Canucks could have potential rival in Seattle

Phoenix on the Move?

Just a few months ago everybody in Seattle was raving about the return of the Seattle Supersonics. After Chris Hansen and Steve Ballmer came forward and attempted to purchase the ailing Sacramento Kings, thousands of Emerald City residents believed they would soon be able to, once again, watch the NBA play in Seattle.

Unfortunately, around a month ago, the NBA Board of Governors voted to keep the Kings in Sacramento after standout *cough* *cough* mayor Kevin Johnson and his ownership group secured a deal for themselves.

But though Seattle fans will have to wait at least a little longer before the NBA returns to their city, it appears as though fans have sparked enough interest in another sport to bring it to the city. Yes, Seattle sports fans, you may have a professional hockey team soon.

Originally the Winnipeg Jets, the Phoenix Coyotes officially touched down in Arizona in 1996 and were eventually relocated to Glendale in 2003. A franchise that hasn’t always received the best fan support, the team has been owned by the NHL since 2009 and is once again looking for a place to play, with Phoenix being the most recommended destination. But that still doesn’t mean Seattle doesn’t have a shot at getting this franchise, especially with the unstable negotiations that have been taking place to keep them in Phoenix.

Here’s what we know.


Though the NHL still owns the Coyotes, a Canadian ownership group with members George Gosbee and Anthony LeBlanc has come forward and offered to purchase the team for $170 million. Wanting to keep the team in the city they are currently in, they have had a tough time negotiating with the City of Glendale.

Coyotes vs. Canucks

Could Phoenix relocate to Seattle?

Whereas Glendale has said they can spend about $6 million on Arena every year, the NHL usually wants between $13 million and $15 million, a difference that has created all the problems so far in the negotiations that have been taking place.

However, as reported by the Seattle Times, the two sides have reportedly reached a deal after the potential ownership group found more revenue for the arena. With that said, the state of flux that the two sides are in could pose future problems for reaching a deal in time, especially with the NHL expressing its desires to have this all decided soon.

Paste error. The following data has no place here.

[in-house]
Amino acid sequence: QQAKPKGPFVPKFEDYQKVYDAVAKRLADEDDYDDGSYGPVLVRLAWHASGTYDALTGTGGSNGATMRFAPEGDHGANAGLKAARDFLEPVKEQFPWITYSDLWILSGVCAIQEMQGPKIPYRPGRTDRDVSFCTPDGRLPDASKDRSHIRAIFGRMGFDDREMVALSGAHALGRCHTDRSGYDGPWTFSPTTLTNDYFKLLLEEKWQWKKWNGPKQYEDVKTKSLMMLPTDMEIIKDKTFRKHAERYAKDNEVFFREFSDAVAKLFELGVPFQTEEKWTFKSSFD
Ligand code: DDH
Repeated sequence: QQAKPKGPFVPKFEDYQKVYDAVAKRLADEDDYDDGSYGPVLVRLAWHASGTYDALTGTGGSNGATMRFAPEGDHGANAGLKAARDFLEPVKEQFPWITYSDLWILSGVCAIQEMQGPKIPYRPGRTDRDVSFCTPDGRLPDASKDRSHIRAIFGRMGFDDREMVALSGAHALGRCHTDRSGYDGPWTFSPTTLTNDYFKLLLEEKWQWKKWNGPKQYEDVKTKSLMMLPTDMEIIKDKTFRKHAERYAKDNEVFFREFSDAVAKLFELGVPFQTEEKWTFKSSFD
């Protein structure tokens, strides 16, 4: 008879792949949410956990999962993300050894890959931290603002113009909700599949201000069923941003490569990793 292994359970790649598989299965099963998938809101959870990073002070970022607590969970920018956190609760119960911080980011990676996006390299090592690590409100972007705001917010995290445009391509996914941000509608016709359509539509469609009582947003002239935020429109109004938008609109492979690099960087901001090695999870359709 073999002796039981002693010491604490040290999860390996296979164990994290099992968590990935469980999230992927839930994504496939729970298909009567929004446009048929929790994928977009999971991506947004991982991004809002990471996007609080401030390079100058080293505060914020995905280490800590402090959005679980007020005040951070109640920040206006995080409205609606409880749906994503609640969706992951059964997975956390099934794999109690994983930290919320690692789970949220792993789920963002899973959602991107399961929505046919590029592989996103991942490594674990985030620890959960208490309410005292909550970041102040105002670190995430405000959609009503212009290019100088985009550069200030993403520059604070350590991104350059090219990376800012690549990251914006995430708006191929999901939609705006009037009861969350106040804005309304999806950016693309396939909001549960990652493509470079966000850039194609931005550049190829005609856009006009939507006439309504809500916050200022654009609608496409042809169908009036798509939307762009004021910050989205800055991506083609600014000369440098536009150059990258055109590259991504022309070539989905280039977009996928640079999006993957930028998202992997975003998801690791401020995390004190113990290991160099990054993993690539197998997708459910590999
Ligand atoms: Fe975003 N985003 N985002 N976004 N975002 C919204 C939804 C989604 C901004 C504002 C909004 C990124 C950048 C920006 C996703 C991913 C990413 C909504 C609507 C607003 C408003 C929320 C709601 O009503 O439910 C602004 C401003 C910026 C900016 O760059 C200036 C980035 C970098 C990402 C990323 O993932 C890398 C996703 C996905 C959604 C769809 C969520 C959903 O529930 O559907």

If there is no formal deal reached by the Board of Governors meeting on June 27, Seattle could very well be in the running for the Coyotes, a move that would create quite the rivalry between the City of Seattle and Vancouver.

Seattle’s Side

I really believe this would be a great move for Seattle. While the NBA and Chris Hansen’s group are still in talks about potentially bringing an NBA expansion team to Seattle, already having a hockey team in the city would pay huge dividends in creating a revenue-sharing plan for a new arena and site to host both basketball and hockey contests.

Aside from that, I believe Seattle has a passion for hockey that has really been left untested so far. Right now, Vancouver is the closest thing to an NHL team Seattle has for, and the numerous Canadians in the city could be clamoring for a team to cheer for closer to their home.

The Seattle side of the deal is led by Jeremy Roenick and would have the team playing in Key Arena until Chris Hansen’s new arena is built.

Vancouver’s Side

A team in Seattle would also, obviously, mean a budding rivalry between them and the Vancouver Canucks. One of the perennial powerhouses and historic franchises of the NHL, a big rivalry in the northwest between two hockey teams would pay huge dividends for the popularity of the sport.

I can already imagine the two passionate fan bases clashing year-in and year-out as their teams chase after a shot at the NHL Playoffs. Glorious. 

But aside from how “cool” it would be to have a team in Seattle, reality sometimes hurts. It appears as though, after reading articles from Seattle and Phoenix/Glendale, that the Coyotes will remain where they are. This leaves expansion as one of the options to bring an NHL team to the City of Seattle, but that would be a few years down the road.


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About Chris Anderson

NWSB Editor. Chris hails from Eugene, Oregon; home of the Fighting Ducks. If he is not viewing, writing about, or attending sporting events, Chris is running on the trails Eugene offers or out-and-about. Aspirations to exceed expectations. Connect w/ Chris today!
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